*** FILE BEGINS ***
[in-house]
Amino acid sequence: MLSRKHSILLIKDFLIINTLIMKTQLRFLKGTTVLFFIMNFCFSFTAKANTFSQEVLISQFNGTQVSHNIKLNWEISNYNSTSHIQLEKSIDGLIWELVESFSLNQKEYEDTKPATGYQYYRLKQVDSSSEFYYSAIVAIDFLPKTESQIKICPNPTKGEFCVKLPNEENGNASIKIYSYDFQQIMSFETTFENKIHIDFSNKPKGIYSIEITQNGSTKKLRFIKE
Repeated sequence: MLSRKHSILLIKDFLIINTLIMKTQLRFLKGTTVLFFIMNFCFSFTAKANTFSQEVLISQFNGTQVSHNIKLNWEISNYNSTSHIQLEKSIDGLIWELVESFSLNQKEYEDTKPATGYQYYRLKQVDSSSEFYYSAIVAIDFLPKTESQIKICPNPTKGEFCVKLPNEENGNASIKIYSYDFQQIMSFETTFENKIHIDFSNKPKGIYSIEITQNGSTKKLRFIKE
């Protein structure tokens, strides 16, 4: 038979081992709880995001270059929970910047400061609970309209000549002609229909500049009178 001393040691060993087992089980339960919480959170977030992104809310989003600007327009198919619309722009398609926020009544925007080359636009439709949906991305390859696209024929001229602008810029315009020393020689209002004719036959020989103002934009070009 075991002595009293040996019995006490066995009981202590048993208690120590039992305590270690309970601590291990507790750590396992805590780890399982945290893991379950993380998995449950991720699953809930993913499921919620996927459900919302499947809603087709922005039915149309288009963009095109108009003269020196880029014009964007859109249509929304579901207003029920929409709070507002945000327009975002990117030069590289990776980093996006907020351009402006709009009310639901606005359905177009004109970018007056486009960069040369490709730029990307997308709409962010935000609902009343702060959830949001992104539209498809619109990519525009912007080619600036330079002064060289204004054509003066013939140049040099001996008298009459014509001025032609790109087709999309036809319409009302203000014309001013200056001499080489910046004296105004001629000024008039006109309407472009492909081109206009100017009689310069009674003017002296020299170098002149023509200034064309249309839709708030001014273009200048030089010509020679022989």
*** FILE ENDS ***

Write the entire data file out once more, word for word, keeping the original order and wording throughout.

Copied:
[in-house]
Amino acid sequence: MLSRKHSILLIKDFLIINTLIMKTQLRFLKGTTVLFFIMNFCFSFTAKANTFSQEVLISQFNGTQVSHNIKLNWEISNYNSTSHIQLEKSIDGLIWELVESFSLNQKEYEDTKPATGYQYYRLKQVDSSSEFYYSAIVAIDFLPKTESQIKICPNPTKGEFCVKLPNEENGNASIKIYSYDFQQIMSFETTFENKIHIDFSNKPKGIYSIEITQNGSTKKLRFIKE
Repeated sequence: MLSRKHSILLIKDFLIINTLIMKTQLRFLKGTTVLFFIMNFCFSFTAKANTFSQEVLISQFNGTQVSHNIKLNWEISNYNSTSHIQLEKSIDGLIWELVESFSLNQKEYEDTKPATGYQYYRLKQVDSSSEFYYSAIVAIDFLPKTESQIKICPNPTKGEFCVKLPNEENGNASIKIYSYDFQQIMSFETTFENKIHIDFSNKPKGIYSIEITQNGSTKKLRFIKE
């Protein structure tokens, strides 16, 4: 038979081992709880995001270059929970910047400061609970309209000549002609229909500049009178 001393040691060993087992089980339960919480959170977030992104809310989003600007327009198919619309722009398609926020009544925007080359636009439709949906991305390859696209024929001229602008810029315009020393020689209002004719036959020989103002934009070009 075991002595009293040996019995006490066995009981202590048993208690120590039992305590270690309970601590291990507790750590396992805590780890399982945290893991379950993380998995449950991720699953809930993913499921919620996927459900919302499947809603087709922005039915149309288009963009095109108009003269020196880029014009964007859109249509929304579901207003029920929409709070507002945000327009975002990117030069590289990776980093996006907020351009402006709009009310639901606005359905177009004109970018007056486009960069040369490709730029990307997308709409962010935000609902009343702060959830949001992104539209498809619109990519525009912007080619600036330079002064060289204004054509003066013939140049040099001996008298009459014509001025032609790109087709999309036809319409009302203000014309001013200056001499080489910046004296105004001629000024008039006109309407472009492909081109206009100017009689310069009674003017002296020299170098002149023509200034064309249309839709708030001014273009200048030089010509020679022989």